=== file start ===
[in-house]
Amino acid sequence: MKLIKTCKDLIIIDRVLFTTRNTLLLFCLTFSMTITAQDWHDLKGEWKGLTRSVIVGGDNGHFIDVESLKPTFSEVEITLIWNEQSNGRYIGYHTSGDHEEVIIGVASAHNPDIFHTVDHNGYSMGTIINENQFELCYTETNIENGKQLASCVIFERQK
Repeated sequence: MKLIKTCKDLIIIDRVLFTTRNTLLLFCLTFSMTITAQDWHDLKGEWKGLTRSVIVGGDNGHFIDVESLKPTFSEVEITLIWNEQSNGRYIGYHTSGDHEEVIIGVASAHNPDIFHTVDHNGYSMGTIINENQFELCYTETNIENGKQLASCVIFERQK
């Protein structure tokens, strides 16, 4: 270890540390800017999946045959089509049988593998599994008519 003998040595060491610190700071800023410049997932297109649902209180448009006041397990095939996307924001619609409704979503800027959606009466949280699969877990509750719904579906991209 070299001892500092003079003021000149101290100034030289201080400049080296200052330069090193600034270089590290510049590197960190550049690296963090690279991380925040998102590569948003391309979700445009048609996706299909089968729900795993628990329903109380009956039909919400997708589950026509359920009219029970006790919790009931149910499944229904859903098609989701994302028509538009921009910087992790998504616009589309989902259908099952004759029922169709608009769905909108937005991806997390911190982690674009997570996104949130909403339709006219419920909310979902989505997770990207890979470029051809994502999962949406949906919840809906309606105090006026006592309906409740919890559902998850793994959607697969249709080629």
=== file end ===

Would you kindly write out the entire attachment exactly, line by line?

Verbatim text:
[in-house]
Amino acid sequence: MKLIKTCKDLIIIDRVLFTTRNTLLLFCLTFSMTITAQDWHDLKGEWKGLTRSVIVGGDNGHFIDVESLKPTFSEVEITLIWNEQSNGRYIGYHTSGDHEEVIIGVASAHNPDIFHTVDHNGYSMGTIINENQFELCYTETNIENGKQLASCVIFERQK
Repeated sequence: MKLIKTCKDLIIIDRVLFTTRNTLLLFCLTFSMTITAQDWHDLKGEWKGLTRSVIVGGDNGHFIDVESLKPTFSEVEITLIWNEQSNGRYIGYHTSGDHEEVIIGVASAHNPDIFHTVDHNGYSMGTIINENQFELCYTETNIENGKQLASCVIFERQK
């Protein structure tokens, strides 16, 4: 270890540390800017999946045959089509049988593998599994008519 003998040595060491610190700071800023410049997932297109649902209180448009006041397990095939996307924001619609409704979503800027959606009466949280699969877990509750719904579906991209 070299001892500092003079003021000149101290100034030289201080400049080296200052330069090193600034270089590290510049590197960190550049690296963090690279991380925040998102590569948003391309979700445009048609996706299909089968729900795993628990329903109380009956039909919400997708589950026509359920009219029970006790919790009931149910499944229904859903098609989701994302028509538009921009910087992790998504616009589309989902259908099952004759029922169709608009769905909108937005991806997390911190982690674009997570996104949130909403339709006219419920909310979902989505997770990207890979470029051809994502999962949406949906919840809906309606105090006026006592309906409740919890559902998850793994959607697969249709080629």